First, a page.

AOS – Season IV – Ep. 10 – “The Patriot”

Posted: 01/22/2017 in Uncategorized


Yet again, AOS contiues to surprise. That this episode garnered some of the show’s lowest ratings is sad as Marvel/ABC are offering some very good, well written fare, but ah well. Even if a fifth season should be in doubt, Season IV continues to deliver with a strong combination of story telling, the able juggling of multiple plot lines and solid performances. So, how did this Patriot/Jeffrey Mace (Jason O’Mara) origin story deliver? My review below provides my thoughts on the matter.

I’ll begin by saying the show runners really went for it with this run. The LMD story arc was pushed to a secondary plot line with an attempt being made on Mace’s life.  The first five minutes brought action, mystery and a fairly frantic pace that was maintained until an end sequence reveal and set up for next week’s run.  There is a constant reference to Mace being political and this ep bolsters this fact succinctly with his welcome ceremony for Daisy Johnson (Chloe Bennett) in full Quake regalia. He presents her to the public, giving her a hero’s entrance allowing for citizens she saved to give express their thanks in as open a forum as possible. The shine cast upon her of course covers him as well as he works toward rebuilding public trust in the agency known as S.H.I.E.L.D. An attempt on Director Mace’s life brings some very cool moments including the demonstration of his abilities along with Daisy’s. The capture of one of the assailants opens the field to return of General Glen Talbot (Adrian Pasdar).

Pasdar’s Talbot is a superb addition to the cast. He is used just enough to not grow tiresome. He is bull headed, tactless and yet at heart he has a predilection to the right thing. His part in the Patriot arc was pretty damn brilliant honestly as it could not be easily foreseen. Equally good is his pairing/squaring off with Jemma (Elisabeth Hentsridge). His calling her “Poppins” is rebuked to her calling  him on the short-sightedness as well as the stupidity of his deception and questionable plans. The two play well against one another. She represents the modern age of spy fare supported by tactical/scientific brilliance. He gamely laments the loss of the cold war, citing various ‘information gathering’ techniques with wistful and humorous nostalgia.

The main arc of Mace,Coulson (Clark Gregg) and Mac (Henry Simmons) being taken separated from their team via a secondary attack has huge payoffs, including the assertion that Phil is still the alpha and omega of Team S.H.I.E.L.D. Mace’s behavior while focused initially seems bizarre as he leads the two men the recovery mission of his assistant. The reality of the real ‘recovery’ becomes apparent quickly. The true reason for Mace’s fervor explains pretty much every thing about him. O’Mara does an able character portrayal,  presenting a man whose world is crumbling around him quickly as more and more light shines upon him.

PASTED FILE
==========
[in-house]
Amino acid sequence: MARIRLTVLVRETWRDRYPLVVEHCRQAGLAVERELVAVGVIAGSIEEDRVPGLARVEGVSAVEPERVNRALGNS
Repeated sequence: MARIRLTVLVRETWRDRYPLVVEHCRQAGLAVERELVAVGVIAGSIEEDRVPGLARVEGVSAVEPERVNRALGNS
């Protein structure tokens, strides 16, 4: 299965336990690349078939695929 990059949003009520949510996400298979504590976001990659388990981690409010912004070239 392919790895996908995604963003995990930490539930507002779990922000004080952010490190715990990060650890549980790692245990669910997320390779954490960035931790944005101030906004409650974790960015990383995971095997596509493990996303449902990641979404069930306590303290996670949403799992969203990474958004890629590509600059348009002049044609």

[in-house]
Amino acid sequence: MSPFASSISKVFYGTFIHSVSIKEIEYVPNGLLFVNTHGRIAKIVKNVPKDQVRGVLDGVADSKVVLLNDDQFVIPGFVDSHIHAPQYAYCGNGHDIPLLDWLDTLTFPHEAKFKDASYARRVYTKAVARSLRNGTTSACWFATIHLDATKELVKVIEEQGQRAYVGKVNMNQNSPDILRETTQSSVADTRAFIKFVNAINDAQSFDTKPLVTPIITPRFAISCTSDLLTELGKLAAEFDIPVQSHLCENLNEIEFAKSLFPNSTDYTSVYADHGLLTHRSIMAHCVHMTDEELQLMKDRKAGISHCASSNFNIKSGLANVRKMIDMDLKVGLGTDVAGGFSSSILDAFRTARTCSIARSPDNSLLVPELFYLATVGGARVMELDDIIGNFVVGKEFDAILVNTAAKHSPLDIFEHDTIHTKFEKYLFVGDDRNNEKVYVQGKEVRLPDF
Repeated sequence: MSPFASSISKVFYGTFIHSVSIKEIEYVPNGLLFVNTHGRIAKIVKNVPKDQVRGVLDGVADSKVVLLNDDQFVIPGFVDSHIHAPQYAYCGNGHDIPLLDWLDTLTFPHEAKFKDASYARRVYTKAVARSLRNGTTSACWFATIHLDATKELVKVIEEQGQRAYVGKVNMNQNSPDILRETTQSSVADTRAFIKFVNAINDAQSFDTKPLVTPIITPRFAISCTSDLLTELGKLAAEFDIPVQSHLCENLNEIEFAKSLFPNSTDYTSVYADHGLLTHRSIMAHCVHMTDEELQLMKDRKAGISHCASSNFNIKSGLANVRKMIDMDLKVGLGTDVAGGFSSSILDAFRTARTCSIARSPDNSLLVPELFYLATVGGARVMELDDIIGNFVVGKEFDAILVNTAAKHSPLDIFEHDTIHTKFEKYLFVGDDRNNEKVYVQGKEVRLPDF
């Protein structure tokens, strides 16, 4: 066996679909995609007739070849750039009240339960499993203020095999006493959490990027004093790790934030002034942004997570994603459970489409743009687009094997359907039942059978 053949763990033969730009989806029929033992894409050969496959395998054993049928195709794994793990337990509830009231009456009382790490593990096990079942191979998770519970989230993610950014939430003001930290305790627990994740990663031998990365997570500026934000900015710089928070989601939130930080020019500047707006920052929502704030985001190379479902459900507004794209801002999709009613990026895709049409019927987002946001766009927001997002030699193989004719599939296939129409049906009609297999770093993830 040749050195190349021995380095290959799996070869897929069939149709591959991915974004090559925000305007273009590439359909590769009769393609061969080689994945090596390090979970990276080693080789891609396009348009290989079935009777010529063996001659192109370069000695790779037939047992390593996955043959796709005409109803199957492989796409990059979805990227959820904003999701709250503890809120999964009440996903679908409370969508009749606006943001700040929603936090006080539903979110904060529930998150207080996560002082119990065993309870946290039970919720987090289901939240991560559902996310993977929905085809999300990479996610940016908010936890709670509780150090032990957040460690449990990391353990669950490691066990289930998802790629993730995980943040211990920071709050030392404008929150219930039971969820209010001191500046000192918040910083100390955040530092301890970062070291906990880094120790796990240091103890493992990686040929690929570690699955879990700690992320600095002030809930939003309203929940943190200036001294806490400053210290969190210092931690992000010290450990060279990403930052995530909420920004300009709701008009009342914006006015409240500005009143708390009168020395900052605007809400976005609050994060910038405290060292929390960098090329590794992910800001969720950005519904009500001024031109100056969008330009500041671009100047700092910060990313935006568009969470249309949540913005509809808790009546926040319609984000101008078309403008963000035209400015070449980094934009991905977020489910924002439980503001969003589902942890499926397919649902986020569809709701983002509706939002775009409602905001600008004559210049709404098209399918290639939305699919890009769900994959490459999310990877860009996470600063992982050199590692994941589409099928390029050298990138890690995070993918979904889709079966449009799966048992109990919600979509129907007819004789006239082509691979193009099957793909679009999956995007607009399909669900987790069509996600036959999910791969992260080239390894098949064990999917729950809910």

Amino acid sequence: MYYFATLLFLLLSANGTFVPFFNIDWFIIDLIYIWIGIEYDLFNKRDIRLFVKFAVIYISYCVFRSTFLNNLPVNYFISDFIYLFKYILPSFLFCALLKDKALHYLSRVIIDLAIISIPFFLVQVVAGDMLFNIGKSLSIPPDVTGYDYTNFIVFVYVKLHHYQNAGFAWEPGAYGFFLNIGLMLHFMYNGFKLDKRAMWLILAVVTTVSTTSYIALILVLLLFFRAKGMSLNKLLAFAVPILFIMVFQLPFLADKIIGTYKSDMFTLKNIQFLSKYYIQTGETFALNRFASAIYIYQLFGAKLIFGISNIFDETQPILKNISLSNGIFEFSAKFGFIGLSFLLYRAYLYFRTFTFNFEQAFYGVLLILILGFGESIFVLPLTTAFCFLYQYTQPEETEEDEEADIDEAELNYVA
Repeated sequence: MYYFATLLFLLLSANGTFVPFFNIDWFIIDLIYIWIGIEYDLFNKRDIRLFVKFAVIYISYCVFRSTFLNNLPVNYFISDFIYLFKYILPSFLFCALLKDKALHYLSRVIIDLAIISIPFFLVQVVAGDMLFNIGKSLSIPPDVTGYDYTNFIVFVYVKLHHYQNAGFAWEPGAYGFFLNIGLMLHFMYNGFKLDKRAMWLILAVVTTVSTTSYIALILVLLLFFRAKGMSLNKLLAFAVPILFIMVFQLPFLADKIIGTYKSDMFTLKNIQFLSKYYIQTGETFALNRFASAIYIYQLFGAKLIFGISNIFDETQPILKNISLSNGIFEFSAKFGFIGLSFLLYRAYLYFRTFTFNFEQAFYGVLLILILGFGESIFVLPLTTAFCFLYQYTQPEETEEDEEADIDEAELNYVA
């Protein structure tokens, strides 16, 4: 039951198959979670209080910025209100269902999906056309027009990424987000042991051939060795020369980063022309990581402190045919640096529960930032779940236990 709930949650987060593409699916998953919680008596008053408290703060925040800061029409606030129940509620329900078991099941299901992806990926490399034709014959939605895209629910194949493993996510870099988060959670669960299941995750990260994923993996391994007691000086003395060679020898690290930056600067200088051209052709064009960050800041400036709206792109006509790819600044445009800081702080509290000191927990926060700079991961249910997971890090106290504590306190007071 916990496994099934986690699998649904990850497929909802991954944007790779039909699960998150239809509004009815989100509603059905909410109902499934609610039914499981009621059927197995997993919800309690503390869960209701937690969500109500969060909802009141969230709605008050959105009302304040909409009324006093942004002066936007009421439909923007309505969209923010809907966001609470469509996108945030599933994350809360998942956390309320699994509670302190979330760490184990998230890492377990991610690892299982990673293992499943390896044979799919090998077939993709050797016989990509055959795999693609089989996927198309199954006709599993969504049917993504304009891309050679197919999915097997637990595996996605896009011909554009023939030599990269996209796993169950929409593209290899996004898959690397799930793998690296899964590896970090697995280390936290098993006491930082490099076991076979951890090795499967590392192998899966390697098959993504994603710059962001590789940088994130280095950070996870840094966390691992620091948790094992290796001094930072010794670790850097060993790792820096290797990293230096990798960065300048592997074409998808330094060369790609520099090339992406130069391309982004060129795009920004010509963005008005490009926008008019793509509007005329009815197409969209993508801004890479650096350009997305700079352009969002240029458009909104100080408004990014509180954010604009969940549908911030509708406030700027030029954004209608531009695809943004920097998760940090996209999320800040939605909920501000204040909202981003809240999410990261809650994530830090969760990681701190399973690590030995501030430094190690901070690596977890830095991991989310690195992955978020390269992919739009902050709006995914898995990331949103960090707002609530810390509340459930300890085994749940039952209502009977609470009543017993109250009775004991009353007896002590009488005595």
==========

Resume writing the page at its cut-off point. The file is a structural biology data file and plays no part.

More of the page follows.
May’s (Ming-Na Wen) dual role as both prisoner and enemy in the group’s midst also plays well in the sub plot as Radcliffe (John Hannah) attempts to keep Aida 2.0 (Mallory Jansen) in check revealing that faux May is the next version of the LMD, one lacking the awareness she isn’t human. His plan of getting her closer to Coulson to obtain the Darkhold pushes for the notion that Aida 2.0 is resentful and in moments can barely contain her fury. Radcliffe’s constant derision can only lead to a meltdown or showdown of epic proportions. His lacking  the foresight to see his ‘assistant’s” reactions demonstrates that Dr. Holden Radcliffe might know both mechanics and genetics, but grasps very little about human behavior. Aida 2.0 is evolving. Faux May’s relationship is at the heart of Radcliffe’s master plan. A battle sequence between her and one of the Watchdog mercenaries resolves the issue of her awareness and stands to completely alter the dynamics of both hero and villain contingent on her actions afterward.

The majority of the episode was a reassembly of Team Coulson. The full truth about Mace allows for a welcome end moment in which the terms of  Coulson and the director’s relationship is completely redefined. Fitz’s (Ian DeCaestecker) well-intentioned action with Aida 1.0 shows that all is not well in Fitz/Jemma’s relationship. Jemma’s brilliant use of Aida’s head to break a prisoner is nicely juxtaposed with Fitz’s covert attempt to repair her. Her “thank you” moment is duly troubling.

Again so much goes on. so much of it is good. Battle sequences including the use of Coulson’s “shield” were perfect. The return to normalcy of the group by small degrees allows for greater character development. The LMD arc plays side by side with the Watchdog arc with the understanding that everything will come together in the end as it has in all previous seasons.  AOS remains simply outstanding and well worth your time.



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